Afghanistan Set To Top Its Own Record Of Civilian Deaths In 2015
NEW DELHI: As the Afghan government push for peace talks with the Taliban, trends regarding violence in Afghanistan take a turn for the worse. According to new figures released by the UN, the war in Afghanistan is killing or wounding increasing numbers of civilians, with women and children showing the sharpest rise in casualties. Figures for the first six months of 2015 put the year on the path to become the worst year yet in Afghanistan in terms of casualties.
“Afghan civilians have suffered far too long from this destructive conflict. The devastating consequences of this violence against civilians as documented in this report should serve to strengthen the broad conviction that peace is urgently needed,” said Nicholas Haysom, head of the United Nations Assistance Mission to Afghanistan.
“Until peace is achieved, all parties to the conflict must fulfil their obligations under international humanitarian law to minimize the impact of the conflict on civilians and match their public statements on the protection of civilians with concrete actions,” said Haysom, who is also the UN Secretary-General's Special Representative for Afghanistan.
The first six months of 2015 have seen a 13 percent rise in child casualties when compared with the same period last year. The number of women killed and injured has increased by a sharp 23 percent. Total casualties have gone up too, but only by 1 percent when compared to record levels in 2014, with 1591 civilians killed and 3329 injured.
The figures reveal a worrying development regarding the war’s changing dynamic, i.e, the increasingly detrimental impact of the war on women and children. As overall casualties rise but only marginally, the brunt of the war has fallen on Afghanistan’s women and children -- evinced by the sharp rise in casualties among both groups.
This means that the war and its effects are moving closer to homes. Warring groups are increasingly turning to residential areas, where women and children are at risk of harm from indiscriminate weapons such as mortars, rockets and grenades.
“The rise in the numbers of women and children killed and maimed from conflict-related violence is particularly disturbing,” said Danielle Bell, UNAMA Director of Human Rights. “This year, UNAMA recorded the highest number of children and women casualties compared to the same period in previous years. All parties to the conflict must undertake stronger measures to protect civilians from harm. When the conflict kills or maims a mother, child, sister or brother, the repercussions for families and communities are devastating and long-lasting.”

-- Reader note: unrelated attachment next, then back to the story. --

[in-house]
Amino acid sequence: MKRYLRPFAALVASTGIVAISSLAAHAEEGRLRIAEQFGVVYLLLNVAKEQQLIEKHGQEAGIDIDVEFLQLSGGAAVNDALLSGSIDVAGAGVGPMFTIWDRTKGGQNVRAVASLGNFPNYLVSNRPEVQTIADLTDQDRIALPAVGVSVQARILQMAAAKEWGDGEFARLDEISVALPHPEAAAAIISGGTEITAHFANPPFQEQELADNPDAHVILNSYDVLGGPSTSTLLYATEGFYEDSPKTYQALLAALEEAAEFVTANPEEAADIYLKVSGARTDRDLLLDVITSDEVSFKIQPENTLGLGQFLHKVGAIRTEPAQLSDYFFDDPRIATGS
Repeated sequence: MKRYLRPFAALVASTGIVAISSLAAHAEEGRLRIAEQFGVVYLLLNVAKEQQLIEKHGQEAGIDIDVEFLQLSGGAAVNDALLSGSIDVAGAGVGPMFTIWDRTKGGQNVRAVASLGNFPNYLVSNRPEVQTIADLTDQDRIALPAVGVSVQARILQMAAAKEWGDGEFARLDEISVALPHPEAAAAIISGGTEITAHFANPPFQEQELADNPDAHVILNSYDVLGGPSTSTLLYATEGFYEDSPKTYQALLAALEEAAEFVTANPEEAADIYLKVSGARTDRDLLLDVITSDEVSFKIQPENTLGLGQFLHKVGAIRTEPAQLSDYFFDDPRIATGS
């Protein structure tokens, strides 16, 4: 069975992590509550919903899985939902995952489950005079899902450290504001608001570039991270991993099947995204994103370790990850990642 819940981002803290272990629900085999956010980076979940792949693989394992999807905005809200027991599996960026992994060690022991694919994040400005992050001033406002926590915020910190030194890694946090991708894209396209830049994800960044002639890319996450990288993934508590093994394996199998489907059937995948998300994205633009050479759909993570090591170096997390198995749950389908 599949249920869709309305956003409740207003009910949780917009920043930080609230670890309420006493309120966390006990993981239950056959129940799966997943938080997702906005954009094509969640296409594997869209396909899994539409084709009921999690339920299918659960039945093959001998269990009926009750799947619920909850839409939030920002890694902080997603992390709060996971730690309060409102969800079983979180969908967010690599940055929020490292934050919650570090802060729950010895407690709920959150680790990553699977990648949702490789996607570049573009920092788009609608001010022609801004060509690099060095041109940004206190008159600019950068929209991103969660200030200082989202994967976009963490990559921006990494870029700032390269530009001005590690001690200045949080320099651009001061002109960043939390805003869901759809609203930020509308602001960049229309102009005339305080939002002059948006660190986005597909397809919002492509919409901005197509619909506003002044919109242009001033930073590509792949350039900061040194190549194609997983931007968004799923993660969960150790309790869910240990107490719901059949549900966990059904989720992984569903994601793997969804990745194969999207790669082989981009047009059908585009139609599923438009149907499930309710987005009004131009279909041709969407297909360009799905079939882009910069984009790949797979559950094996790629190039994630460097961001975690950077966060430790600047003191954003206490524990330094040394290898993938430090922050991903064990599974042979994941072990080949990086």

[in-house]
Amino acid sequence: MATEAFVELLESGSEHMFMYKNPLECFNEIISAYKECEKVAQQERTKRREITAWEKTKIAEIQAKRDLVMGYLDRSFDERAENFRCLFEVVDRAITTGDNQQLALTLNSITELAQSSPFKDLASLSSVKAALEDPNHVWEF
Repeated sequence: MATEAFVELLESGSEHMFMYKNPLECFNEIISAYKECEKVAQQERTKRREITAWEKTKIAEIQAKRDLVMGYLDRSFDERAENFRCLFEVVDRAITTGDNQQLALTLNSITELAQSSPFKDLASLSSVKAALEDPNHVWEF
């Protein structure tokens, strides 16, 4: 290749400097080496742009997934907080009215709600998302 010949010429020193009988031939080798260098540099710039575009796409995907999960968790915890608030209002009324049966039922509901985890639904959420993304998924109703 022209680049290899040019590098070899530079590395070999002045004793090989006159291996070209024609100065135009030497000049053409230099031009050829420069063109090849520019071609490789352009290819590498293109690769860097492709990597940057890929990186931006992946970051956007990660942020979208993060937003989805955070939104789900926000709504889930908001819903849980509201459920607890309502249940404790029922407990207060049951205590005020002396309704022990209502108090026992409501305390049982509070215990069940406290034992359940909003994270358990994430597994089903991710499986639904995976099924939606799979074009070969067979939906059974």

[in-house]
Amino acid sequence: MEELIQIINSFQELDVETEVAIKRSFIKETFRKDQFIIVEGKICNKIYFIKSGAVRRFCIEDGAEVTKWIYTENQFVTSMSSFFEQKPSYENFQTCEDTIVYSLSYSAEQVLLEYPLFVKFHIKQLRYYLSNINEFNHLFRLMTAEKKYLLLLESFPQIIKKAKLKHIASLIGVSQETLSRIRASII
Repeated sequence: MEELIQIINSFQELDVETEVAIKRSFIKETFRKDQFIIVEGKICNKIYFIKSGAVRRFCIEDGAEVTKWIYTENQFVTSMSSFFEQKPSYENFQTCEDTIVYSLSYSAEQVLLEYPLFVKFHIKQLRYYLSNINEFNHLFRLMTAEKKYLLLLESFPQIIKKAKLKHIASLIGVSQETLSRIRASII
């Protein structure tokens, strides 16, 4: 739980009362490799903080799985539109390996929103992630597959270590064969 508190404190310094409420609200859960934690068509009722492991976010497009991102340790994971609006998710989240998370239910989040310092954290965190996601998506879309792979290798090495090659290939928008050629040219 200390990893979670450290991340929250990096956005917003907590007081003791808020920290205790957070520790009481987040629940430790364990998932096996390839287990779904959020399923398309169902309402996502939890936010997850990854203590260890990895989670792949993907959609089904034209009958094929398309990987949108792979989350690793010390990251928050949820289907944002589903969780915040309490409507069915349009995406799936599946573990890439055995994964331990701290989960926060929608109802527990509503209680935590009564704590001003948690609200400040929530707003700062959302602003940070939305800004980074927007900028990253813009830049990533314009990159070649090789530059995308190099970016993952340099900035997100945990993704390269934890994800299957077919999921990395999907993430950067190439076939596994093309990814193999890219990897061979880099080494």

In another worrying development, government forces -- as opposed to insurgent groups -- are the cause of a majority of these type of casualties, causing 59 percent of the deaths relating to the weapons listed above.
For instance, on 5 June 2015, mortars used by Afghan national army soldiers killed eight children when they accidently struck a wedding party on the outskirts of Ghazni. The security forces responded with contradictory statements -- itself a worrying sign regarding the lack of transparency and accountability that is coming to characterize violence in Afghanistan.
Although insurgent groups remain the factor behind a majority of civilian casualties, the number of civilian casualties caused by government forces has seen a sharp rise. In the first six months of 2015, government forces killed or injured almost 300 more civilians as compared to the first half of 2014 -- representing a 60 percent increase. Government forces have in total been responsible for 16 percent of civilian casualties.
“This report lays bare the heart-rending, prolonged suffering of civilians in Afghanistan, who continue to bear the brunt of the armed conflict and live in insecurity and uncertainty over whether a trip to a bank, a tailoring class, to a court room or a wedding party, may be their last,” said UN High Commissioner for Human Rights Zeid Ra’ad Al Hussein. “Impunity for serious violations of international human rights and humanitarian law has been reigning for too long in Afghanistan, and fuelling the cycle of violence. There need to be urgent, concrete steps towards accountability, to break this venomous cycle.”
Link to the full report: http://unama.unmissions.org/Portals/UNAMA/human